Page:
Hindi belt Metroplus

Reality that stinks

A woman doing manual scavenging Photo Rajeev Bhatt.   | Photo Credit: Rajeev Bhatt;Rajeev Bhatt -

The suicide of Dalit researcher Rohith Vemula, termed “institutionalised murder” by many a commentator, has focused the nation’s attention on the status of the Dalits and other disadvantaged sections of our society as we approach the 70th anniversary of the country’s Independence next year.

Despite the “Swachchh Bharat Abhiyan” (“Clean India Campaign”) launched by Prime Minister Narendra Modi, not much has changed on the ground and there are an estimated 1.3 million manual scavengers in the country. Manual scavenging is a euphemism for removing faeces from dry toilets and open drains by hand and carrying them to the place of disposal. For centuries, this task has been forcibly thrust upon the members of the untouchable communities – a recent report informs us that of the 1.3 million manual scavengers, nearly 90 per cent are women. Thus, besides being an issue of caste-based discrimination, manual scavenging also involves gender-based discrimination.

Despite this shameful reality, it is also a fact that many Dalits like Rohith Vemula have tried to improve their lot by getting education and gainful employment. However, whenever we discuss the condition of the two most disadvantaged communities – Dalits and tribals – we seldom look at their role in the country’s economy in general and corporate world in particular. The same holds true for the other disadvantaged community – that of the Muslims who constitute the largest minority group in the Indian society.

Three Essays Collective, a one-man publishing house started by well-known Hindi poet Asad Zaidi to make a meaningful intervention, has brought out an excellent book titled “Dalits and Adivasis in India’s Business Economy: Three Essays and an Atlas”. It has been written by Barbara Harriss-White, Emeritus Professor of Development Studies at the Oxford University, in collaboration with Elisabetta Basile, Anita Dixit, Pinaki Joddar, Aseem Prakash and Kaushal Vdyarthee.

Ten years ago, Three Essays Collective had also published a pioneering study “Muslims in Indian Economy” written by Omar Khalidi. Reading both these books together, one gets an idea of how dismal the situation really is and, in the absence of corrective measures, how this can lead to fault lines one day erupting with serious consequences for the nation and its polity.

It is a well known fact that more and more of those Indians who remain poor happen to be Dalits and tribals, and are engaged as labourers in agriculture, livestock and meat production, sanitary work, brick-kilns and construction sites. However, what is not widely known is that a “small but significant number now own and manage firms in India’s business economy.” The essay “Dalit Capital in New India”, written by Aseem Prakash and Barbara Harriss-White, draws its material from interviews with Dalit businessmen and a few women in north and central India, commonly known as the Hindi belt. Their experience of doing business in a caste-conscious social environment makes it clear that they have to face the combined might of the market, State and civil society.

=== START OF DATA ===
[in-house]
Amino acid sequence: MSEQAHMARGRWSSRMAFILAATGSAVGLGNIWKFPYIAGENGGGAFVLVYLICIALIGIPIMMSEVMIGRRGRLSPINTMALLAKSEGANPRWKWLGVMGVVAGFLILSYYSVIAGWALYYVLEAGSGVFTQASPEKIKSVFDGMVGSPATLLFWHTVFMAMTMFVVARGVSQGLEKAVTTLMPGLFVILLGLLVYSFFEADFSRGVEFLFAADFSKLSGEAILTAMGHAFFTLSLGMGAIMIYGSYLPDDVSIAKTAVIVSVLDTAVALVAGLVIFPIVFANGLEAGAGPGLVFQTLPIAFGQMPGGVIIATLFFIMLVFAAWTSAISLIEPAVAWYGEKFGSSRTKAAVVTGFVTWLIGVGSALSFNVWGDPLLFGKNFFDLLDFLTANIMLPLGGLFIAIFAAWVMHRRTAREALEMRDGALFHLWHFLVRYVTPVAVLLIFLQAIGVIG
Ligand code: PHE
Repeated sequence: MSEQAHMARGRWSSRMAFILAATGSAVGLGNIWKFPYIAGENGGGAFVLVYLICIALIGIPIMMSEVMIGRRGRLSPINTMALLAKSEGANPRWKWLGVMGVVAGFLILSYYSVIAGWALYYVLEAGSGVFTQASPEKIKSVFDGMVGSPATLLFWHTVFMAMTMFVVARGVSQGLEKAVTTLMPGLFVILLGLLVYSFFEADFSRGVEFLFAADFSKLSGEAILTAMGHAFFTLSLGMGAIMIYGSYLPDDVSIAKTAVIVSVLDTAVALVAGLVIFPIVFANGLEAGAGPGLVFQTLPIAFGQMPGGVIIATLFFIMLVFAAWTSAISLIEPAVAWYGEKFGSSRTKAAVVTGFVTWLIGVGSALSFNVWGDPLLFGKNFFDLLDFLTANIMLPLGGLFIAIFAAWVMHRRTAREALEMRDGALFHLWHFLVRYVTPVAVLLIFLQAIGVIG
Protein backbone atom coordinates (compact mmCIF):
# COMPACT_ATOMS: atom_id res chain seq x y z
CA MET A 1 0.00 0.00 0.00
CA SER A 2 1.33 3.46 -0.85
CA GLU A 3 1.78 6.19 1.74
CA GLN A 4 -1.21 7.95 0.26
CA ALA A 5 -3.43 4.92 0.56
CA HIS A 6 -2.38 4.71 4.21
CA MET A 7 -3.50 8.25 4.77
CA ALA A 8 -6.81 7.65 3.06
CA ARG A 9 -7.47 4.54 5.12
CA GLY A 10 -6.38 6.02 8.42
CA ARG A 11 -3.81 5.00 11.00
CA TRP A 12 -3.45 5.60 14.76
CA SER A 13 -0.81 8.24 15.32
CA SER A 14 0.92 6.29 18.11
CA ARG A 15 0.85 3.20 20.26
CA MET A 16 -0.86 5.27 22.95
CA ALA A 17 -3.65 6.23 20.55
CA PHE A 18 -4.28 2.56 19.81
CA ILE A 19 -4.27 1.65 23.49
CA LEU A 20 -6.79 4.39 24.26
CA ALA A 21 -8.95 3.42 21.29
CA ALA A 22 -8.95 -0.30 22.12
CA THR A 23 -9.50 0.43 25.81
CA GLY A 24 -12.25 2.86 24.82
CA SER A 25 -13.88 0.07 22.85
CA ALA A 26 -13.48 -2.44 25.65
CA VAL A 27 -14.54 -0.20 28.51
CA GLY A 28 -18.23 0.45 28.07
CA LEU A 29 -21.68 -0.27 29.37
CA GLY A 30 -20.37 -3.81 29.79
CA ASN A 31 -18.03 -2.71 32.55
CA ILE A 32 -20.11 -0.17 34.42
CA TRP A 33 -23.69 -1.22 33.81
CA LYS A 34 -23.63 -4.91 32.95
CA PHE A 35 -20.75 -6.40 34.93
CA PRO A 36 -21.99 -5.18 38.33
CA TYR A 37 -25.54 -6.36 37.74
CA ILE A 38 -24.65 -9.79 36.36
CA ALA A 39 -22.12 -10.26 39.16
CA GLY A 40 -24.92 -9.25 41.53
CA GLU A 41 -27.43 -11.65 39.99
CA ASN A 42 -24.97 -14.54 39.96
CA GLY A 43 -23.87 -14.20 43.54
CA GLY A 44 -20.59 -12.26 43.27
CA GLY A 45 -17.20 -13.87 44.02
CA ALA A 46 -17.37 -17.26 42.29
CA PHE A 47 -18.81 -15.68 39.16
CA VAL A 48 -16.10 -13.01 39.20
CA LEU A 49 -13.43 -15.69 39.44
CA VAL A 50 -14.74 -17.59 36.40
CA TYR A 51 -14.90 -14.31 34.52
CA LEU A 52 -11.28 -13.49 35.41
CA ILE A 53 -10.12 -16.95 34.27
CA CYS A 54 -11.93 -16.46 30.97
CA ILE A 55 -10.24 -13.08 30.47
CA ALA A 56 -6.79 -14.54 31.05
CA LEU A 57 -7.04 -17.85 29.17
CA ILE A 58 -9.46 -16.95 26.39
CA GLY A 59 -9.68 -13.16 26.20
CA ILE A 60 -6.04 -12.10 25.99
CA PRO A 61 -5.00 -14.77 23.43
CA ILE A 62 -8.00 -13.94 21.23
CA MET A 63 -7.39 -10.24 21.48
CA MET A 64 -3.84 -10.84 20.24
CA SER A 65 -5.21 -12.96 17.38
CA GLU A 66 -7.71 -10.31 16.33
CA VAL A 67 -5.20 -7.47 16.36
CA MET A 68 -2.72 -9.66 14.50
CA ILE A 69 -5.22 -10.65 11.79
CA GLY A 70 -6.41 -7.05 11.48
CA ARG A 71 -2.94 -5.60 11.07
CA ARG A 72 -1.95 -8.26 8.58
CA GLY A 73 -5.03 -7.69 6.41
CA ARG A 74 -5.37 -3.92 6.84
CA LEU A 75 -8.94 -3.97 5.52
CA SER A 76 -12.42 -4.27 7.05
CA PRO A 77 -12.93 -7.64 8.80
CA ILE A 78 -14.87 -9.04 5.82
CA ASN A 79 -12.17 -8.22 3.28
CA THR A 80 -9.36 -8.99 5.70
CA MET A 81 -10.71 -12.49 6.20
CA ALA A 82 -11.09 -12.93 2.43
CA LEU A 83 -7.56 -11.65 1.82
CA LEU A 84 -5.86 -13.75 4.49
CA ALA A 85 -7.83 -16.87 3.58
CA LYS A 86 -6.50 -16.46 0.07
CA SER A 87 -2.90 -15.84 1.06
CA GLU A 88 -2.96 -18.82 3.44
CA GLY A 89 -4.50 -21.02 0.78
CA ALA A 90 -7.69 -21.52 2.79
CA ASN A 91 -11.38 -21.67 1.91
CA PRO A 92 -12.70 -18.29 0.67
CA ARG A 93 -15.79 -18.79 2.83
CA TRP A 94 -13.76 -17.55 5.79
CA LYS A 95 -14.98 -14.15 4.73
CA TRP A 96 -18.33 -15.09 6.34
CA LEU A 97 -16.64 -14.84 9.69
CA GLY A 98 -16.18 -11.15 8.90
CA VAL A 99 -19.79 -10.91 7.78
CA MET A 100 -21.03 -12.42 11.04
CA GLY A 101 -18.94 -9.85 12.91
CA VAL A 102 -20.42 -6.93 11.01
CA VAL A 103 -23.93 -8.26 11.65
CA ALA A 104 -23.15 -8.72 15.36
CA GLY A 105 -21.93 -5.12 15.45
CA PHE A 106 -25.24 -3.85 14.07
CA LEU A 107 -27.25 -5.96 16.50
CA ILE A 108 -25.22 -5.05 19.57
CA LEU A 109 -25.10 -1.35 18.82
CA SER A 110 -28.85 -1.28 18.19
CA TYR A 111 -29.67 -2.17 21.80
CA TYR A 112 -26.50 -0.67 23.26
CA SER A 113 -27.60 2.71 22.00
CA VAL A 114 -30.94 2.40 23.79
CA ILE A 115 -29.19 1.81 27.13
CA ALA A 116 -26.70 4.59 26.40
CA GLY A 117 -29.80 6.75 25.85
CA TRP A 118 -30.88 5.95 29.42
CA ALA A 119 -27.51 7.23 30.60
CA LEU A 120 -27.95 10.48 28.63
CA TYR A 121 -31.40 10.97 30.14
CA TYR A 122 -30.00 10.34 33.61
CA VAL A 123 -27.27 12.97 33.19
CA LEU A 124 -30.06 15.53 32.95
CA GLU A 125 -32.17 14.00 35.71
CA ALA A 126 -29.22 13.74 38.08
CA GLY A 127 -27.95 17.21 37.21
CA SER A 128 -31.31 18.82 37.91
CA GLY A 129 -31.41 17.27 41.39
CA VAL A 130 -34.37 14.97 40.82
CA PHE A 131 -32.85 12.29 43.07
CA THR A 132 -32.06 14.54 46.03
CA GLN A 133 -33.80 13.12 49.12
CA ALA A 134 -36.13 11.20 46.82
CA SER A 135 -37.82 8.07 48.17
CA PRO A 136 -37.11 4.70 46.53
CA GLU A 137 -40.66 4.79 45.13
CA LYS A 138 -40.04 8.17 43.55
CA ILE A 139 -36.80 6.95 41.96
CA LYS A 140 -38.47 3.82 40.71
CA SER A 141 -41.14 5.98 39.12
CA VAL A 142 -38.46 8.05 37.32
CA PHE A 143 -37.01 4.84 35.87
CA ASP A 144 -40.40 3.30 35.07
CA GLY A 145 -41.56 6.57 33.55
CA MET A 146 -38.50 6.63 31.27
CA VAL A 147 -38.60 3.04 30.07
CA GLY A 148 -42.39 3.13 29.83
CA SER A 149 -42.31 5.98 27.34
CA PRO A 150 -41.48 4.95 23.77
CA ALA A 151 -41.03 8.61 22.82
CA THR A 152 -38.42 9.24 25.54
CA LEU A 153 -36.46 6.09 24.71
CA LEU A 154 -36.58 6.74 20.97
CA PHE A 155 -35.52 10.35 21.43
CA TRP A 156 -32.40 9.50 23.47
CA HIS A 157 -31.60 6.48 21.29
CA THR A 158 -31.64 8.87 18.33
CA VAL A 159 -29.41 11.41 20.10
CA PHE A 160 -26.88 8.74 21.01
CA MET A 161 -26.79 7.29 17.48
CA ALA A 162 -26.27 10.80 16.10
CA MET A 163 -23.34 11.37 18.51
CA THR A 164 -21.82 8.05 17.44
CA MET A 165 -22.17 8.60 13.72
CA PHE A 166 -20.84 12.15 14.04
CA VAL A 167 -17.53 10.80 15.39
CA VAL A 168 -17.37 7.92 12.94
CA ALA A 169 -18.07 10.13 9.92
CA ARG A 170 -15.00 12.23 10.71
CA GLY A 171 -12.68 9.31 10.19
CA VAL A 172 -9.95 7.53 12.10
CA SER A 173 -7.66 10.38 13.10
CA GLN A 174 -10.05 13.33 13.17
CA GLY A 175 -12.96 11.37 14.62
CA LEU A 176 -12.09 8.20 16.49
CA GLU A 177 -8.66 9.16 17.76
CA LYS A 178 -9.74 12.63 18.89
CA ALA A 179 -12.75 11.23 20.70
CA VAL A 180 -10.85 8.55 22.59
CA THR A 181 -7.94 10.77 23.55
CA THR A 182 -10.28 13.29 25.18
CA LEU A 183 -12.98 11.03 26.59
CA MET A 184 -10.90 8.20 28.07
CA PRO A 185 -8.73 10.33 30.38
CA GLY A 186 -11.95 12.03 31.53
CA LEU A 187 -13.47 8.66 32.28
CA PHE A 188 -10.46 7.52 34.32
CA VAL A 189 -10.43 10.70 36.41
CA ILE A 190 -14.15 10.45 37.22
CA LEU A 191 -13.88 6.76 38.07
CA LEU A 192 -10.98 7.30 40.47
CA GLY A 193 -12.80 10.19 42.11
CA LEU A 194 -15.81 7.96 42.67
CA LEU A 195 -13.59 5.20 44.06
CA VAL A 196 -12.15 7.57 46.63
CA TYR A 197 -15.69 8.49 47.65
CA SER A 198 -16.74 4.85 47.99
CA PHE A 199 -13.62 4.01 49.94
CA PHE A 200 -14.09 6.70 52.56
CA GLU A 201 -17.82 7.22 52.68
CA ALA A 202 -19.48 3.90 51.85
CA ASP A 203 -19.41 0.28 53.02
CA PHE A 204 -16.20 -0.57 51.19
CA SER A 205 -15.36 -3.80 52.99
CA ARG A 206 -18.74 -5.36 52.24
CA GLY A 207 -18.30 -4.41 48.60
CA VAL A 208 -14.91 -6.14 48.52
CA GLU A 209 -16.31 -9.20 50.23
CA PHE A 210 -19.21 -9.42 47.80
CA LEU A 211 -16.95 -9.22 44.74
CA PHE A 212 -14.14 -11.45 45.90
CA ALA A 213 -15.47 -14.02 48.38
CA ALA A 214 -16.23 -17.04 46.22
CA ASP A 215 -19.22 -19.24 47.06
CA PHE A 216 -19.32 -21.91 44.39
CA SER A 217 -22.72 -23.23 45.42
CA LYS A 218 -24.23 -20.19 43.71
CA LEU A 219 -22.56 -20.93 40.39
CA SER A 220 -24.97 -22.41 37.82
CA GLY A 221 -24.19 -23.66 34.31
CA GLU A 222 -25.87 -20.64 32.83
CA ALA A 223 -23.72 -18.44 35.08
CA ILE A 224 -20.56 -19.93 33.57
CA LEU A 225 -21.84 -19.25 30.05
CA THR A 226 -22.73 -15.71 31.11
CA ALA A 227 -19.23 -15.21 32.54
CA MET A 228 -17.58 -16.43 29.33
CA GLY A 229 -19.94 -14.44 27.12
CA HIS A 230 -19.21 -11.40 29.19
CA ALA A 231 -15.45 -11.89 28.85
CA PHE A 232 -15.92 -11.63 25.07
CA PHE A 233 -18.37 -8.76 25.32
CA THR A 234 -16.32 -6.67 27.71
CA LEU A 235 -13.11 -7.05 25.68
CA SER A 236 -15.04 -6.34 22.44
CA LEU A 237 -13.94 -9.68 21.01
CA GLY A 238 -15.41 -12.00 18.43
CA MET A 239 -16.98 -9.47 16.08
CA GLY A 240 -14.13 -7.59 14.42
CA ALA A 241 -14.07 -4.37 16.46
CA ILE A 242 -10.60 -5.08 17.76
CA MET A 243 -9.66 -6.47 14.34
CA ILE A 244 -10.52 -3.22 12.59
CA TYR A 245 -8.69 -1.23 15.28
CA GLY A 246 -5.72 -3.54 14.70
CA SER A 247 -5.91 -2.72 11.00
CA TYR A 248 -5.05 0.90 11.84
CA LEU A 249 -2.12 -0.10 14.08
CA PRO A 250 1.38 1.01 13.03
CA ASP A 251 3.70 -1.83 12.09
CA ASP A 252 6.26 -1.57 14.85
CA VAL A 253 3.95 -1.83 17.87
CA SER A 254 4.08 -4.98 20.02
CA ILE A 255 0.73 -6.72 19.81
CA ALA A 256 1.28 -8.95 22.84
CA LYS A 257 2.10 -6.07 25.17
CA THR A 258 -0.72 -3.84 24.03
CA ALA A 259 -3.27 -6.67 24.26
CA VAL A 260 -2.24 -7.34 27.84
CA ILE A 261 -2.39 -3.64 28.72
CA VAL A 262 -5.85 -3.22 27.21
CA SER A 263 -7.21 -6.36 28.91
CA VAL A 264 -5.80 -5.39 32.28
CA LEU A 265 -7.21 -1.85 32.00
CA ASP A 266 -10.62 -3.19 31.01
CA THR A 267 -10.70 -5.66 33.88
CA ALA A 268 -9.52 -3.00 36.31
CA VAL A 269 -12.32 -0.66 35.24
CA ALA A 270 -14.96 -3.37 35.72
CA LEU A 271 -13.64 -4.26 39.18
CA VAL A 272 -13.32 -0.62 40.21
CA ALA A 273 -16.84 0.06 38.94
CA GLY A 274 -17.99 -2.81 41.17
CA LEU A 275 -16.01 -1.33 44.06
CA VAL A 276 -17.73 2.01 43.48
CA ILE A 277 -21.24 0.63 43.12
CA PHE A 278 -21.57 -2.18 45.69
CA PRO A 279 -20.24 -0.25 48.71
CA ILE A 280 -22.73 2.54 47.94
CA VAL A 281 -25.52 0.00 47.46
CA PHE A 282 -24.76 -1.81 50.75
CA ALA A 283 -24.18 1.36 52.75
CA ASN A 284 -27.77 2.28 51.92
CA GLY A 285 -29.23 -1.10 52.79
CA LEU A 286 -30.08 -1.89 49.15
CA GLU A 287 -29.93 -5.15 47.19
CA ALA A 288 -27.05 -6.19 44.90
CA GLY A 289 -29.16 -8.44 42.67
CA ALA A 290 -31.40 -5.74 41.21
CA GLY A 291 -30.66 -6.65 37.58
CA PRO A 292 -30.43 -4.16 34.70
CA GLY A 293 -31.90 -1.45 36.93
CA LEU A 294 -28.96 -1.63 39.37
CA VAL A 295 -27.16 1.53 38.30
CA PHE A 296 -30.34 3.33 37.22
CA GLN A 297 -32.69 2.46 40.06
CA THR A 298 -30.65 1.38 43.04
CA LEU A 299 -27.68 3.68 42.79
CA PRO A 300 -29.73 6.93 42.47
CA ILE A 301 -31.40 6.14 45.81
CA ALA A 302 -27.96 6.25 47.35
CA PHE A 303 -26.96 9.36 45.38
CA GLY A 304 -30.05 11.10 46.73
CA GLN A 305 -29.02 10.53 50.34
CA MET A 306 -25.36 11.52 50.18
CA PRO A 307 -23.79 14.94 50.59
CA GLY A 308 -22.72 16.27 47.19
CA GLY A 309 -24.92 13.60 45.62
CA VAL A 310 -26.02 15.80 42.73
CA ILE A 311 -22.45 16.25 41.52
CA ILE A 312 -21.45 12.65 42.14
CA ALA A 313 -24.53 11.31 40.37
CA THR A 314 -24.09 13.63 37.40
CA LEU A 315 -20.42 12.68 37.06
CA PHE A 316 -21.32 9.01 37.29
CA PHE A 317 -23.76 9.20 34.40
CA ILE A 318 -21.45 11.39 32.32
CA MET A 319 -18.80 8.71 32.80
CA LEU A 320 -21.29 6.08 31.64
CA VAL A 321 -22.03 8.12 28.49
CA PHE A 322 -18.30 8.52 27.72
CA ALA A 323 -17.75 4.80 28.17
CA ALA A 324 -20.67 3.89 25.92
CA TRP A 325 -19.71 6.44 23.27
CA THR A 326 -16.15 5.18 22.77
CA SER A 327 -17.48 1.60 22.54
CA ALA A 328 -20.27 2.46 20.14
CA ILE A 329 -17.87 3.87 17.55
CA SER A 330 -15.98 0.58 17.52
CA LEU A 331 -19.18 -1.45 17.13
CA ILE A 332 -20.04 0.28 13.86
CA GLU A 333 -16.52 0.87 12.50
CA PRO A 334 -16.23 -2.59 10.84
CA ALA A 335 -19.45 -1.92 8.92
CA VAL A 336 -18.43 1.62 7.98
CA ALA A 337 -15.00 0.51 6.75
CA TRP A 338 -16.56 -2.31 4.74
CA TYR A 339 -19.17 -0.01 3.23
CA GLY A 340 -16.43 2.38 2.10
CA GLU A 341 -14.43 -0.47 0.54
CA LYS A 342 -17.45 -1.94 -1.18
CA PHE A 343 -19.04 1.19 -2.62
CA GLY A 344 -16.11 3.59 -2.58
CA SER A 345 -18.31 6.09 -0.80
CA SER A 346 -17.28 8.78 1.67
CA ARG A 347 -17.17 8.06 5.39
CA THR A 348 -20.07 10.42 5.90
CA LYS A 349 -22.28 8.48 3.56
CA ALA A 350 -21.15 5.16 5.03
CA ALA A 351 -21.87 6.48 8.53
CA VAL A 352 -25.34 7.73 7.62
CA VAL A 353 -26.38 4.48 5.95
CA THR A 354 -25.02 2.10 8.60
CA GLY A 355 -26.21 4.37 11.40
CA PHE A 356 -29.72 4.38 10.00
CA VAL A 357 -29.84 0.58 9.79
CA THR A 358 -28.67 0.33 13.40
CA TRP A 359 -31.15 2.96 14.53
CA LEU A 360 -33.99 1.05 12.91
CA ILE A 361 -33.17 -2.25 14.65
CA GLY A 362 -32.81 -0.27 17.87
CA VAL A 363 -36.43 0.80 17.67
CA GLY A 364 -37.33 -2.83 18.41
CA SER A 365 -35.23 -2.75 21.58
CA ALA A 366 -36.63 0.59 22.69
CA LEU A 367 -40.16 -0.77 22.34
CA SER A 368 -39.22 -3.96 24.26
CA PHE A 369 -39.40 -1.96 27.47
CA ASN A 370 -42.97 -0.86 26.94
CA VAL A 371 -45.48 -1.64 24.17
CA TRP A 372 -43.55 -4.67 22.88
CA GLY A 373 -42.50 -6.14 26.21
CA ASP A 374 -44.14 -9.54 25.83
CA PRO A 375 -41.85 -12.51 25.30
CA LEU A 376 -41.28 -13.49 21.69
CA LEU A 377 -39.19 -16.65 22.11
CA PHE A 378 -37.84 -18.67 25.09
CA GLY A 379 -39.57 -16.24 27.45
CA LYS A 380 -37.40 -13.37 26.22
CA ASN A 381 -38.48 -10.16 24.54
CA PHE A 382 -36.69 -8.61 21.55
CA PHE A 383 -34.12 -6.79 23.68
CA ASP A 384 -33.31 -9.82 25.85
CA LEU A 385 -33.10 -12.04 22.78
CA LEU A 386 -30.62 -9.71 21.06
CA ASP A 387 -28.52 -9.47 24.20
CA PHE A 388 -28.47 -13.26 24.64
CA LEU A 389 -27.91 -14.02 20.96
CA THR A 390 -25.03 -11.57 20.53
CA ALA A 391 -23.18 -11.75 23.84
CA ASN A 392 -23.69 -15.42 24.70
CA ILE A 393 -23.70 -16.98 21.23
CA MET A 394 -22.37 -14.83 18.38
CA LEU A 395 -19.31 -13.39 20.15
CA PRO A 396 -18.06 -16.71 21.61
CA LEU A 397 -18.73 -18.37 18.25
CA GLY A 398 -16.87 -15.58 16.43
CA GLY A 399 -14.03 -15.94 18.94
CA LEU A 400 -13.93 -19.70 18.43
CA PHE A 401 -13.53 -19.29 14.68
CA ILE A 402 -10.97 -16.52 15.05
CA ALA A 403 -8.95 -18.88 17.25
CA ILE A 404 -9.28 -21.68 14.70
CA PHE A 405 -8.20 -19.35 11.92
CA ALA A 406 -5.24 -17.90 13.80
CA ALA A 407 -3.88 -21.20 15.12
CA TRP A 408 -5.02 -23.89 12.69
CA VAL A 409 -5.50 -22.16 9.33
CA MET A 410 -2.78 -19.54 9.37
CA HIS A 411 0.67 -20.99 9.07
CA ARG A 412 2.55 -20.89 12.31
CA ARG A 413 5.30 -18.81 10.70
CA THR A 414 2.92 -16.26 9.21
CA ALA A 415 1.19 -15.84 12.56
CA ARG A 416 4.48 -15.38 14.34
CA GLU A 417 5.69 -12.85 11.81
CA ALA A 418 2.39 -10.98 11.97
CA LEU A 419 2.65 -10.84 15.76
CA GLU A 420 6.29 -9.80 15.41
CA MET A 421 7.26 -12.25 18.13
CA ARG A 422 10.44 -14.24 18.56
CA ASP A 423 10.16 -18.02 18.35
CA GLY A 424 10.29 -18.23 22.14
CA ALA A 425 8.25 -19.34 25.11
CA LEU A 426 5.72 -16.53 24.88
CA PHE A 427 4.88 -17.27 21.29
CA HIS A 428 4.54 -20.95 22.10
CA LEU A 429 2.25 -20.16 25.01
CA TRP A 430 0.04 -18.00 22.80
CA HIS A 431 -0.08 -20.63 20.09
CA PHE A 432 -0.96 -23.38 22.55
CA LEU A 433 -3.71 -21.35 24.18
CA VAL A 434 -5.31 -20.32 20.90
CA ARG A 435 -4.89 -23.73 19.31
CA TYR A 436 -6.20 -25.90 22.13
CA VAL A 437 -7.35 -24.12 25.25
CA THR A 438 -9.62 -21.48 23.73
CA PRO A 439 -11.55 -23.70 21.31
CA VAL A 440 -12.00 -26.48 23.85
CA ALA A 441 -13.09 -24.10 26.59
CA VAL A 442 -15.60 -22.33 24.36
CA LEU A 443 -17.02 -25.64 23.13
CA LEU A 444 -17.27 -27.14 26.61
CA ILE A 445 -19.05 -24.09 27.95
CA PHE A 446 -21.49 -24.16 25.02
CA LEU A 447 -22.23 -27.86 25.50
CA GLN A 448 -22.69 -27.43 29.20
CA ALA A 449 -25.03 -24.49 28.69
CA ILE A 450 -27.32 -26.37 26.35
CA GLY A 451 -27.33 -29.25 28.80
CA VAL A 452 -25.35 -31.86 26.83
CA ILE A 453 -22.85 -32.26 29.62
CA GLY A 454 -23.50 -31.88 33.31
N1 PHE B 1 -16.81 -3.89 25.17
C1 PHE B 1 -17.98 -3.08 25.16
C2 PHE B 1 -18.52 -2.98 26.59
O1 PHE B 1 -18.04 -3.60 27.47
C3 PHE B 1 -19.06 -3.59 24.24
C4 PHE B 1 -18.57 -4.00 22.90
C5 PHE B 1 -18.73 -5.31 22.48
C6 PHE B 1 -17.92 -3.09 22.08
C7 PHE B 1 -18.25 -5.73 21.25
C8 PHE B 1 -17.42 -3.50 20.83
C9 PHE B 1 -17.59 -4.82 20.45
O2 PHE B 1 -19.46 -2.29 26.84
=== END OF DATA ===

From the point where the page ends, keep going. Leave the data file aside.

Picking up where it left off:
Thus, the belief that market forces operate solely on the basis of economic logic and eventually break down caste-based social structure is not borne out by the prevalent business practices and attitudes. An excerpt from an interview conducted by Aseem Prakash with a Dhobi laundry owner in Lucknow is quite revealing: “…As soon the officer (person dealing with my loan request) learnt that I reside in Dobhi Katra, his behaviour changed. He explained to me that I would be unsuccessful in managing modern laundry and will lose all my money in the market. He further told me to continue with my washing activities at the river bank as well as ironing clothes.” The well-researched essay informs us that two-thirds of the Dalit firms had experienced rejection by formal banks and financial agencies. So, social exclusion entails financial and economic exclusion too. While members of the upper castes can rely on their age-old social networks while dealing with the various entities of the State, the Dalits are deprived of this advantage.

The writers of this eye-opening book conclude that despite reservation in education and government jobs, policies of “supplier diversity”, existence of dedicated chambers of commerce and even a few Dalit billionaires (in rupee terms), most Dalits and Adivasis are “as far from being full citizens as they were when Ambedkar pointed it out six decades ago. It means that they have been untouched by “inclusive growth”.

The story of the Muslims is not much different. Writing about their situation in Uttar Pradesh, Omar Khalidi informs that they were educationally poorer at the dawn of the 21st Century as compared to 1947. This applies to the country as a whole and “some Muslim artisans and workers have become owners of small to medium businesses, while the industrialists among Muslims remain confined to the historically rich Bohras, Khojas, and Memons, barring a few exceptions.”

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Printable version | Jun 13, 2021 7:15:23 AM | https://www.thehindu.com/features/metroplus/reality-that-stinks/article8314440.ece

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